The Market Corner: Unraveling Norms and Behavior Change within Market Systems for Lasting Impact


The Market Corner: Unraveling Norms and Behavior Change within Market Systems for Lasting Impact

This blogpost is one in a series of blogs sharing insights gained from the Market Systems Symposium 2023. The MSS blogpost provides a brief snapshot of key insights shared across a number of different sessions in MSS 2023 held in Cape Town between 13-15 November 2023.

Understanding and influencing norms and behavior change emerge as critical components for fostering lasting impact. Day 3 discussions among practitioners at the 6th annual Market Systems Symposium shed light on diverse perspectives and strategies employed across different sectors within the development landscape to influence behavior change.

Behavior Change: A Catalyst for Transformation

A representative from the Terwilliger Center for Innovation in Shelter (Philippines) at Habitat for Humanity (HFH) emphasized the paramount importance of behavior change. The discussant highlighted the prevalent information gap on the demand side of the housing market, where homeowners lacked the knowledge to initiate construction projects. On the supply side, there existed an unexplored market segment among the poor. To stimulate supply before demand, rigorous research was conducted to pitch a compelling business case. The subsequent efforts were directed at mapping out constraints, identifying key actors, and leveraging untapped opportunities on the demand side. The use of radio and social media, in combination with mapping customer journeys, played a pivotal role in fostering behavior change.

A Behavior Change Specialist at the Terwilliger Center for Innovation in Shelter (Kenya) reinforced the significance of understanding diverse behaviors within systems. By mapping out household journeys, the discussant emphasized the influential role of social networks. In a community where recommendations and experiences within social circles shape decisions, equipping laborers, and professionals with the right certifications becomes essential. Bridging information constraints and leveraging social networks are key elements in driving effective behavior change.

Addressing Climate Resilience in Agriculture

A discussant, involved in programs promoting climate-resilient agriculture, highlighted the challenges faced in adopting new technologies. Recognizing the acute impact of climate change on farmers, the focus was on creating market linkages to address the information gap. The importance of repetition in introducing new agricultural practices, especially in programs spanning several years, underscored the need for sustained efforts. The discussion emphasized understanding and adapting to the realities faced by smallholder farmers, particularly women, in the face of changing climates.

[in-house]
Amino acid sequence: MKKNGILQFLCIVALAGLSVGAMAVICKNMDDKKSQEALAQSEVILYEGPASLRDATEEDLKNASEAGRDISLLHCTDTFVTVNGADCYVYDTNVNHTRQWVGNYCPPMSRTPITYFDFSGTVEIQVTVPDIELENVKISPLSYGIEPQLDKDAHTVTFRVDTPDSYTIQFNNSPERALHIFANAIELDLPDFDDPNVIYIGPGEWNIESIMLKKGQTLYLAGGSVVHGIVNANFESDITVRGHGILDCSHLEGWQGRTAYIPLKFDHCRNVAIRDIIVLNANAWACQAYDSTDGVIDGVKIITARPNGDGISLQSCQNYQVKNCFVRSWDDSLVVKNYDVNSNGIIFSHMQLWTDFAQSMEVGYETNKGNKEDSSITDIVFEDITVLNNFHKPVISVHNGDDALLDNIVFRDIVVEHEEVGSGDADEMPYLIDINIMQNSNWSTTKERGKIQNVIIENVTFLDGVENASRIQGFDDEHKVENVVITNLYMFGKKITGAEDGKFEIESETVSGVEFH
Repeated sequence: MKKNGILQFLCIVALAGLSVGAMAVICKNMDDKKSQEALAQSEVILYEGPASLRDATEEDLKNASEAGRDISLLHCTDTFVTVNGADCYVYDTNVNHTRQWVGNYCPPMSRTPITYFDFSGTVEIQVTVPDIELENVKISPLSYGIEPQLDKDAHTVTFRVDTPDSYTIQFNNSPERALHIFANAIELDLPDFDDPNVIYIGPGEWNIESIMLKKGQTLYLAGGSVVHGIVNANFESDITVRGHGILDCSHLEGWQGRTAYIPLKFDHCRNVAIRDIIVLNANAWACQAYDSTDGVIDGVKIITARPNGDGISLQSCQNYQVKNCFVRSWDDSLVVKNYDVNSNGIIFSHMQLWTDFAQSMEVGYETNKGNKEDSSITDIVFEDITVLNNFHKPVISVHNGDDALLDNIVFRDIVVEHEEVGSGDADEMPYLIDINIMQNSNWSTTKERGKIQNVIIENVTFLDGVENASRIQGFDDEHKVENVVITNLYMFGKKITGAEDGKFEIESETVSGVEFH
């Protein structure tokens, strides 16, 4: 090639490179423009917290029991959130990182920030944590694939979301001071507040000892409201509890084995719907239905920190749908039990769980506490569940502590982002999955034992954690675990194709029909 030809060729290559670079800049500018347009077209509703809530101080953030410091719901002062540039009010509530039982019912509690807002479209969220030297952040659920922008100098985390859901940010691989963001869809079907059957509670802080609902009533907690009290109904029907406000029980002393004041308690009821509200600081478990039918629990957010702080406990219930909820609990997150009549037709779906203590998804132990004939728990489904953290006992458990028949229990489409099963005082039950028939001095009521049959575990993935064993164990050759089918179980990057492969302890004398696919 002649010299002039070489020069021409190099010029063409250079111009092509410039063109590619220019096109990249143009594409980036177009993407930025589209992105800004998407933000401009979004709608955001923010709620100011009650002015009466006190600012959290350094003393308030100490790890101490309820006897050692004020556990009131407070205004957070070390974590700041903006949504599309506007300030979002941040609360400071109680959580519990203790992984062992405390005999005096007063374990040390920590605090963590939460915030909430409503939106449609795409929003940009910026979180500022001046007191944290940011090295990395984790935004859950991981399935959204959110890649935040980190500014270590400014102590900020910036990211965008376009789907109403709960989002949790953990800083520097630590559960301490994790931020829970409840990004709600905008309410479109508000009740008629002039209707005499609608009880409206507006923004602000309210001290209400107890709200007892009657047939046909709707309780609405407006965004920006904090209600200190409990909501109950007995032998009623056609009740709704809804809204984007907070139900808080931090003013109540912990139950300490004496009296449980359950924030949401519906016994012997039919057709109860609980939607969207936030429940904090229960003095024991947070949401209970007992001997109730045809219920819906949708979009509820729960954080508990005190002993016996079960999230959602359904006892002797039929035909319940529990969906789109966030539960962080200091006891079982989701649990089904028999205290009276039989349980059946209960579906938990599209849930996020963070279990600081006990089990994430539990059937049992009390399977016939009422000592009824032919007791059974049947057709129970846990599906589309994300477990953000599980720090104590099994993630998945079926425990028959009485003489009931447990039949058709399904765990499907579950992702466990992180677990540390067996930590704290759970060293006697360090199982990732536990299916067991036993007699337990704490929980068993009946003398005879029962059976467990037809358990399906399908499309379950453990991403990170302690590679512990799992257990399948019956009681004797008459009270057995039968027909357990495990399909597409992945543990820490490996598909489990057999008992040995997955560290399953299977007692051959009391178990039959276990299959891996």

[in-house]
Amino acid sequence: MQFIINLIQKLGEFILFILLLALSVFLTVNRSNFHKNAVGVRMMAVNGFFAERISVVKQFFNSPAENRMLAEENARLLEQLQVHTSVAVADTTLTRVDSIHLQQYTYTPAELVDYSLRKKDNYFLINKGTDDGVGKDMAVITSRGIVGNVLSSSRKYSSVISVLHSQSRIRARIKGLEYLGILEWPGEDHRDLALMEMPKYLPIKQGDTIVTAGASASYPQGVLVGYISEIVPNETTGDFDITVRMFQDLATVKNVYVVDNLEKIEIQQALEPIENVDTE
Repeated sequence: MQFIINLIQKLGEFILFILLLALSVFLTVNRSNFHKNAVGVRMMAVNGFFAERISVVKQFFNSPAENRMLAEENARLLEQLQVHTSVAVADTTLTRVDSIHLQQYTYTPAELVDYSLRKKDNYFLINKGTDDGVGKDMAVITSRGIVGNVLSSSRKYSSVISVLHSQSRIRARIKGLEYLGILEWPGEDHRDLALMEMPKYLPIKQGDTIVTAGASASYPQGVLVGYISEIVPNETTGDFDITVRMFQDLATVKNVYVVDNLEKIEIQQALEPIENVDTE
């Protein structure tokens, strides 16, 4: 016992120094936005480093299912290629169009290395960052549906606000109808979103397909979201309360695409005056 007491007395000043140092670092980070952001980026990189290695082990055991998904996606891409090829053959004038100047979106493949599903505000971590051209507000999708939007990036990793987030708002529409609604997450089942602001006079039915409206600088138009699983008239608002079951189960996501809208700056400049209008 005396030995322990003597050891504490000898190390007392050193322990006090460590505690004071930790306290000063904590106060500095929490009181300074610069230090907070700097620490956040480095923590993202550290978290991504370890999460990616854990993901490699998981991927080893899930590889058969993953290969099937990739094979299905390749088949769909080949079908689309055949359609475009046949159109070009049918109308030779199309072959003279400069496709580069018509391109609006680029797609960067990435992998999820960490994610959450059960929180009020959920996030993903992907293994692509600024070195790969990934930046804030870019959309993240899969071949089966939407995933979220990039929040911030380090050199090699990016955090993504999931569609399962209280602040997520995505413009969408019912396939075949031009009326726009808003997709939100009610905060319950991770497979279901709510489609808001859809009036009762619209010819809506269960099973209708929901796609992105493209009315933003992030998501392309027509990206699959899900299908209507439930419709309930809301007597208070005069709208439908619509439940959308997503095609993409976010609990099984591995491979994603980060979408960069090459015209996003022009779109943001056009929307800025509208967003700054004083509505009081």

A Technical Director for Nutrition and Food Systems at ACDI/VOCA brought insights from the nutrition sector. She emphasized that behavior change in nutrition is not solely about knowledge; it's about enabling customers to adopt changes. Lowering costs, debulking nutritious foods into smaller sizes, and ensuring accessibility through infrastructural investments were strategies that proved effective in promoting behavior change.

Behavior Change as the Bedrock of Program Design

The importance of engaging market actors and breaking down desired behavior change into manageable chunks was highlighted. By aligning with the core values and initiatives of entrepreneurs in the market, significant changes in branding were observed. This approach, where behavior change becomes the foundation of program design, has proven successful in various contexts.

Influencing Private Sector Behavior for Sustainable Change

A participant whose program regularly provides grants to companies working with smallholder farmers, emphasized the need for aspirational behavior changes, such as healthy competition, fair employment practices, and compliance with regulations. The discussant emphasized the significance of speaking the language of the private sector and demonstrating the business case for ethical practices. Understanding behavior change dynamics at both the last mile and the private sector level is crucial for effective implementation.

Holistic Thinking: Beyond Grants and Partnerships

A key thread that emerged was the reminder to think holistically about market systems. While grants and partnerships are essential, it's crucial not to lose sight of the larger market structure—a system with stocks and flows. Holistic thinking involves understanding the interconnectedness of components within the system, ensuring a more comprehensive approach to development initiatives.

The discussion illuminated the multifaceted nature of behavior change within market systems development. From construction to agriculture, nutrition, and private sector engagement, recognizing, understanding, and influencing behavior change emerges as a cornerstone for driving sustainable and transformative impact.